When my ex proposed, I accepted. Our chance to get out from under the scrutiny of the entire congregation was a mere wedding away. My Grandmother and my ex’s family were thrilled when I presented them with my ring-adorned hand. My sister and my uncles… not so much thrill. I was, after all, a senior in high school and still six months away from my seventeenth birthday. But by then, because of everything we’d gone through, my ex and I had forged an “us against the world” attitude and we were determined to get married, come hell or high water.

I graduated high school in June of 1991. A month before my seventeenth birthday, and a year early, since I combined my Junior and Senior years.

Because I was so young, upon our marriage my ex actually had to be given legal guardianship of me until I turned eighteen. THAT was an interesting Family Meeting with my grandmother, sister and uncles, and a fun trip to Town Hall, letmetellyouwhat.

On August 17, 1991, my ex and I were married. Next to the pool at the Ramada Inn in Portland, Maine. I had been seventeen for less than a month, and my ex was not yet twenty-one. My sister was dressed shabbily and was entirely inebriated before the ceremony started. My uncle was grim and taciturn. My grandmother was beaming, my ex’s family was joyful. Though he was no longer an Elder, my ex’s father was ordained by the state to perform marriages, and so he conducted the ceremony. We held the reception in one of the Ramada’s banquet rooms. We danced “our” dance to “Thank You” by Led Zeppelin. A fellow Witness manned a keyboard and provided real, quality entertainment. The Electric Slide may or may not have been performed.

We were so ridiculously young.

Finally free of the stricture that had been surrounding us for the past year, my ex and I had a fun honeymoon. We drove leisurely down the East coast, stopping wherever sounded interesting. He taught me how to drive a stick-shift along the way (I had my learner’s permit at the time, but wouldn’t get my license until about six months later). We spent a week in Daytona Beach and learned how to sail. We went to Epcot Center. When we returned from our honeymoon, we settled into living in the in-law apartment adjacent to my Grandmother’s house. He was a shift manager at Burger King, and a month after we were married I, too, worked at good ol’ BK-USA. As a crew member. With my new husband as my boss. We worked the closing shift every Friday, Saturday, and Sunday, and every other Thursday. We visited his parents frequently, went to meetings at the Kingdom Hall dutifully, and things went along pretty smoothly.

For a while.

To be continued…

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Comments
  1. Taoist Biker says:

    Wow. This whole thing is SO developing in a movie vein, and I’m busily yelling at the screen. (And okay, I have to say, it would probably be a Lifetime movie.)

    (And you’re officially creeping me out – I graduated in June of ’91, a year early, because I skipped a grade in elementary school.)

  2. Jen says:

    i’m rather intrested to hear how you ended up in AZ!!!!!
    WRITE MORE!!!

  3. Jayne says:

    I believe I may have told you in the past that I really think you should give it a go writing a book. If the standard advice is to ‘write about what you know’ then you have the material right here. This is completely fascinating and I really don’t mean that to sound flippant in any way because so much about your story is desperately sad. I’m also learning a lot about this religion from what you write and I don’t like the sound of it at all. They appear to be stuck in some kind of unhealthy time warp.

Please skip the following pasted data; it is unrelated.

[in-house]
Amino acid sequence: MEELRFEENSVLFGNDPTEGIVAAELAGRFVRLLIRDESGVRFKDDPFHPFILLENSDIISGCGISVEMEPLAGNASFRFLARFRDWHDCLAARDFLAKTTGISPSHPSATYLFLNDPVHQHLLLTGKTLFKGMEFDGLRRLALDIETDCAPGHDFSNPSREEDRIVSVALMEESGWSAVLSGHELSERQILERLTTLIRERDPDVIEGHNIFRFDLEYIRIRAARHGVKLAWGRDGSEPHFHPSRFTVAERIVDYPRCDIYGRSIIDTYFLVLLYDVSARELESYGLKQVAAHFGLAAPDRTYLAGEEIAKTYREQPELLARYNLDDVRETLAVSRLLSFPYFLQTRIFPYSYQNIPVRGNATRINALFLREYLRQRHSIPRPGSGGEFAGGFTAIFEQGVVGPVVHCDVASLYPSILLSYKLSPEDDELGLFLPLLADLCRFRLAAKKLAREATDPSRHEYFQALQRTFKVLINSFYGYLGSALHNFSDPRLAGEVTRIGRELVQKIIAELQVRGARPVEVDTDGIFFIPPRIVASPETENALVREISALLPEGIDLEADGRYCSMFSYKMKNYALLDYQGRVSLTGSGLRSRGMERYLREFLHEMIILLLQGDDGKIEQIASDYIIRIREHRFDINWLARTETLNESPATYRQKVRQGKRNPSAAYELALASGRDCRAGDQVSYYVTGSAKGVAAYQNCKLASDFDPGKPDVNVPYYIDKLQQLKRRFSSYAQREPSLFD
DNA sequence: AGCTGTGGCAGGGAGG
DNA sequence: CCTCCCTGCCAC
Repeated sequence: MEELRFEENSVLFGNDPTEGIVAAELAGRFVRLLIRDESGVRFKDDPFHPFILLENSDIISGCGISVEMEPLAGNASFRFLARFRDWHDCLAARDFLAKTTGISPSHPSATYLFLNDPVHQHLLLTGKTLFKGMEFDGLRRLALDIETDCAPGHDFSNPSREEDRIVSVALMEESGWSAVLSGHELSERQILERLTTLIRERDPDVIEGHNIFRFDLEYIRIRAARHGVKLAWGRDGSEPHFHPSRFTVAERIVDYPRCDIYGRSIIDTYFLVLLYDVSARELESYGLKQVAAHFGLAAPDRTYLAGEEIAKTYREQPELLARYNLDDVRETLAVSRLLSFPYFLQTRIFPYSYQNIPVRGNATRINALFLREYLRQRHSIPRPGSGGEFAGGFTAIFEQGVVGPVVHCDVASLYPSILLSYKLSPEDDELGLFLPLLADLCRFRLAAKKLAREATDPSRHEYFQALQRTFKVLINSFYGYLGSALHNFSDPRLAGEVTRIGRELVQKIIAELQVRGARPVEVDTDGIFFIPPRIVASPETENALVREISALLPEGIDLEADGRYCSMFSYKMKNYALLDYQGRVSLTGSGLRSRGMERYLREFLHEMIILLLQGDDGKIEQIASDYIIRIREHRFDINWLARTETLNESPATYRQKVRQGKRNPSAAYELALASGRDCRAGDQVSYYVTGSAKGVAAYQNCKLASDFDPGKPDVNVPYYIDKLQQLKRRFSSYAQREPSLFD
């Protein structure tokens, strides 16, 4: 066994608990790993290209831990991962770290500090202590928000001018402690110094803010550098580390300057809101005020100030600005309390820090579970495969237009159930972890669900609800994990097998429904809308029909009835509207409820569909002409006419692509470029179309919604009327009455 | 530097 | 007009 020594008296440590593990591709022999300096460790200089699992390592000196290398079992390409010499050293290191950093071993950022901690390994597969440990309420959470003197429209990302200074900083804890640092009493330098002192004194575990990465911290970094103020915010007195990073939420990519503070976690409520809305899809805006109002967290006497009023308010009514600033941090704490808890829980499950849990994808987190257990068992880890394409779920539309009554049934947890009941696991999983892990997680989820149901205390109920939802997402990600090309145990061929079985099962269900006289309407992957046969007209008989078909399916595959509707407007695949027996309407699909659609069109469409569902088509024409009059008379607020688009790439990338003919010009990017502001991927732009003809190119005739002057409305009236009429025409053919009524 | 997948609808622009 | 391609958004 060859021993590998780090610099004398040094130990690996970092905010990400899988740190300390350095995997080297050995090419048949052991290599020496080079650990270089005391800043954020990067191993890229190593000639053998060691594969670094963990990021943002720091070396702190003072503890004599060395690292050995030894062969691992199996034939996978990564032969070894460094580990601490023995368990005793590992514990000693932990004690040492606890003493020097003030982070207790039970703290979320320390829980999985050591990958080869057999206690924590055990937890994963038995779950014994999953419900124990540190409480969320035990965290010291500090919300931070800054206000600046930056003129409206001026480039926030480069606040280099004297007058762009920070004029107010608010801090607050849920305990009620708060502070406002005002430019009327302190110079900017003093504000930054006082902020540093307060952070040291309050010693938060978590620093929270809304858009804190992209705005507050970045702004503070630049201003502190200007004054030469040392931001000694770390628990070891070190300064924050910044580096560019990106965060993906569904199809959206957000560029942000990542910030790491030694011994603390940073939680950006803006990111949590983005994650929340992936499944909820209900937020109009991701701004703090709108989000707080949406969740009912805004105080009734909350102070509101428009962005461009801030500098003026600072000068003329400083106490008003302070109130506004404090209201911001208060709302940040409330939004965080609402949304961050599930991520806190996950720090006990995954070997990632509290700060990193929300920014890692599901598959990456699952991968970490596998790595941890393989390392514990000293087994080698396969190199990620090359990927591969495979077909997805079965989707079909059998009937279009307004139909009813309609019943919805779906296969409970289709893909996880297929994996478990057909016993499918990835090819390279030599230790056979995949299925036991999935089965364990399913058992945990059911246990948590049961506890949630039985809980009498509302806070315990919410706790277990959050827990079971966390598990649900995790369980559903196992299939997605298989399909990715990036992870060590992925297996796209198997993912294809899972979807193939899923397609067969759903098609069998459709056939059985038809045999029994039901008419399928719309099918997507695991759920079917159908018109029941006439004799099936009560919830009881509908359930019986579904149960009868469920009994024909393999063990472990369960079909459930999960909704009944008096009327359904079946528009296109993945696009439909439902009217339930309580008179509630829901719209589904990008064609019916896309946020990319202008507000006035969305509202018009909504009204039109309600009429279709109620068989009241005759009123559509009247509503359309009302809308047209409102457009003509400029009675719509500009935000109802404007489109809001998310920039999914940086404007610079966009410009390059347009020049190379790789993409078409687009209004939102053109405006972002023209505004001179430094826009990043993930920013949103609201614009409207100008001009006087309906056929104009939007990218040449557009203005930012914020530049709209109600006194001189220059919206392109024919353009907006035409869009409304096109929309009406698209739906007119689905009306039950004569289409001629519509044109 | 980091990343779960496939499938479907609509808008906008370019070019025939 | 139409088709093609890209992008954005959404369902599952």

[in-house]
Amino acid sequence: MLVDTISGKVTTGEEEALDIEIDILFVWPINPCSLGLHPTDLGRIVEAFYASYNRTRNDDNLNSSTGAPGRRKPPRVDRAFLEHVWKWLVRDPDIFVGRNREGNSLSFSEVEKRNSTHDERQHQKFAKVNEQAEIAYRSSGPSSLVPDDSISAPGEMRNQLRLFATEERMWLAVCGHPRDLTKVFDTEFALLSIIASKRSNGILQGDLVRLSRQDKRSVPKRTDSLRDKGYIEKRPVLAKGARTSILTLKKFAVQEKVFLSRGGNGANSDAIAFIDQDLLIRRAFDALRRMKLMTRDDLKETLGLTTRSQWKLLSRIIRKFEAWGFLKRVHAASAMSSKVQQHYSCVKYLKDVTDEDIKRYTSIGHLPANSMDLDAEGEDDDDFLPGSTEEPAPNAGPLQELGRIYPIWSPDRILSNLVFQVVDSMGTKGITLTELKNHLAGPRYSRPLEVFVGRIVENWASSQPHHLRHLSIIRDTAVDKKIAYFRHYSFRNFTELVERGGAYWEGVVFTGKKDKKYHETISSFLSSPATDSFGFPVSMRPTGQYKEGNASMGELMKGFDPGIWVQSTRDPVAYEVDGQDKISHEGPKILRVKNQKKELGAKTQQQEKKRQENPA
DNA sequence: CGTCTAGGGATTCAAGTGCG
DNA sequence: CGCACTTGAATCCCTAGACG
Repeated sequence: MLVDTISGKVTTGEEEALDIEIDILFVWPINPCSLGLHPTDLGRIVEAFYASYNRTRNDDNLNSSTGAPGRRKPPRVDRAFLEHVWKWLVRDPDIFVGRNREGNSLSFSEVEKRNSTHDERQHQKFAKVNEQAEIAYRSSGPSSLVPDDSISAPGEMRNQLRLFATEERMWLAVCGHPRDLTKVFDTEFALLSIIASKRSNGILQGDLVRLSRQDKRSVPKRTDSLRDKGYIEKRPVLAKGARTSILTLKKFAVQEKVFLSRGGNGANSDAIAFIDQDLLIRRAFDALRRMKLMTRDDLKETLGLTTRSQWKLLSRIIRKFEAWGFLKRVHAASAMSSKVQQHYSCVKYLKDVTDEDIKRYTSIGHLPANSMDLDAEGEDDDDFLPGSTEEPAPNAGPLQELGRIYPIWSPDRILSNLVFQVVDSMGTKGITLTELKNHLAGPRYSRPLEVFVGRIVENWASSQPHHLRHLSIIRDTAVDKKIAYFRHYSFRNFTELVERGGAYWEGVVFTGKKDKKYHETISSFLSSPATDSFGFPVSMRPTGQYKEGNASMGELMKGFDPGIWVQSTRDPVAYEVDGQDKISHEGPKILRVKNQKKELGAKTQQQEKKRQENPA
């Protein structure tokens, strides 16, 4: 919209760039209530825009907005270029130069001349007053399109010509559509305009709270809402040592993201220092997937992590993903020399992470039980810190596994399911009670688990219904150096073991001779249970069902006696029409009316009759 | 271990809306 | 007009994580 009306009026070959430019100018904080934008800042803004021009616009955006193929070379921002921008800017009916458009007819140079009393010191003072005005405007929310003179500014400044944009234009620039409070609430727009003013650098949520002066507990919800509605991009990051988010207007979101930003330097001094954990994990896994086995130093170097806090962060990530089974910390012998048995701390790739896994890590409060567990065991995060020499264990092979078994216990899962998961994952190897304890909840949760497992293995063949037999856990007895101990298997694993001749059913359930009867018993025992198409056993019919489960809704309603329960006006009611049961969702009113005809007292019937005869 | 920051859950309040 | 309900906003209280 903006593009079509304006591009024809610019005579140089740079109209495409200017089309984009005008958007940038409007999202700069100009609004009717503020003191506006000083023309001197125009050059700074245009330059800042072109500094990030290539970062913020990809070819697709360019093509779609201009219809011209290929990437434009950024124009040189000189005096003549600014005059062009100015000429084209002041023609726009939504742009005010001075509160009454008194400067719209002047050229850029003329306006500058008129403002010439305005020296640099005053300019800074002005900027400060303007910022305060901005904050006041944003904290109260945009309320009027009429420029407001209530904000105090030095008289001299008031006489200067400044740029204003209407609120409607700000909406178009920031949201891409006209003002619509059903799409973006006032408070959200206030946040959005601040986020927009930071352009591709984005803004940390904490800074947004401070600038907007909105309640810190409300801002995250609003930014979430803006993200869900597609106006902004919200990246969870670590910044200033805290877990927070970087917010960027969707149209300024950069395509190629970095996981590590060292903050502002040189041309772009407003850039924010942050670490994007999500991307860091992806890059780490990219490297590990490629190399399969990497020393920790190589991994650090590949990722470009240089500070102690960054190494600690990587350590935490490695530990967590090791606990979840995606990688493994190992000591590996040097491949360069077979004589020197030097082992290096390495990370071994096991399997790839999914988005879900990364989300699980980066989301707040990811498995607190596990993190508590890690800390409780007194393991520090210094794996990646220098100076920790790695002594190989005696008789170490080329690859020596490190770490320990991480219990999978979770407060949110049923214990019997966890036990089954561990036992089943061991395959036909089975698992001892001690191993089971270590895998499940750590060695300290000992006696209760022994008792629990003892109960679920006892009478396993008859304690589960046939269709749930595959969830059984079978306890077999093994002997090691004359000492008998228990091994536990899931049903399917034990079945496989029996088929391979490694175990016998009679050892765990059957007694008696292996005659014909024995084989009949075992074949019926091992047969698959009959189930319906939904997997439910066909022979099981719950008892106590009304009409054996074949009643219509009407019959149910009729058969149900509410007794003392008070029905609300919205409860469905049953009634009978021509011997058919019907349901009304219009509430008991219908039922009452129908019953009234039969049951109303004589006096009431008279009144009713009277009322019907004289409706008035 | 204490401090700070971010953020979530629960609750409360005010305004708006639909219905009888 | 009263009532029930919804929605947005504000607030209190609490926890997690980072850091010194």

4. Jean says:

    I have a question – did your Grandma buy into the whole JW thing? Was she really into it? What about your mom and dad?

  5. Laura says:

    TB – insert Twilight Music here, huh? Who do you suppose I should have play me in the Lifetime movie?

    Jen – you were supposed to be paying attention in Staff, missy!

    Jayne – “A Woman’s Guide to Avoiding Jehovah’s Witnesses”. Has a nice ring to it! And again, I hate to say that my experiences are consistant with every JW congregation throughout the world, but… well, let’s just say they’re not for me and leave it at that.

    Jean – That’s a good question. My grandmother’s next oldest sister (they were the two youngest in a family of 9 siblings, and the last ones surviving since the late 80’s) convinced her to become a Witness shortly after my mother died. AGain, they tend to SWOOP in where there is a family experiencing a crisis. She did devote a lot of energy toward studying and meetings and going door to door. It was actually good for her, to keep her active and mentally agile in her old age. And the congregation, for the most part, was good to her. It was when she strayed from what they told her to do that they started treating her poorly. I’ll write about that in this series of entries. And, had my mother been alive, she would have had a FIT over my grandmother or me becoming Witnesses. My father has been out of the picture since I was three, so there was no input from there.

  6. […] Posts Story of my Life: Part the ThirdAnd now for something completely different.Story of my Life: Part the SecondStory of my Life: Part the FirstBest OfPhotographyYou go, girl!AboutPhotoshop Tutorial – Diffuse and […]

  7. […] Posts Story of my Life: Part the ThirdAnd now for something completely different.Story of my Life: Part the SecondStory of my Life: Part the FirstBest OfPhotographyYou go, girl!AboutPhotoshop Tutorial – Diffuse and […]

  8. […] readers, if you’d like to read the whole sordid tale, here’s part one, part two, part three, part four, part five, part six, part seven, and epilogue. Keep in mind I was still […]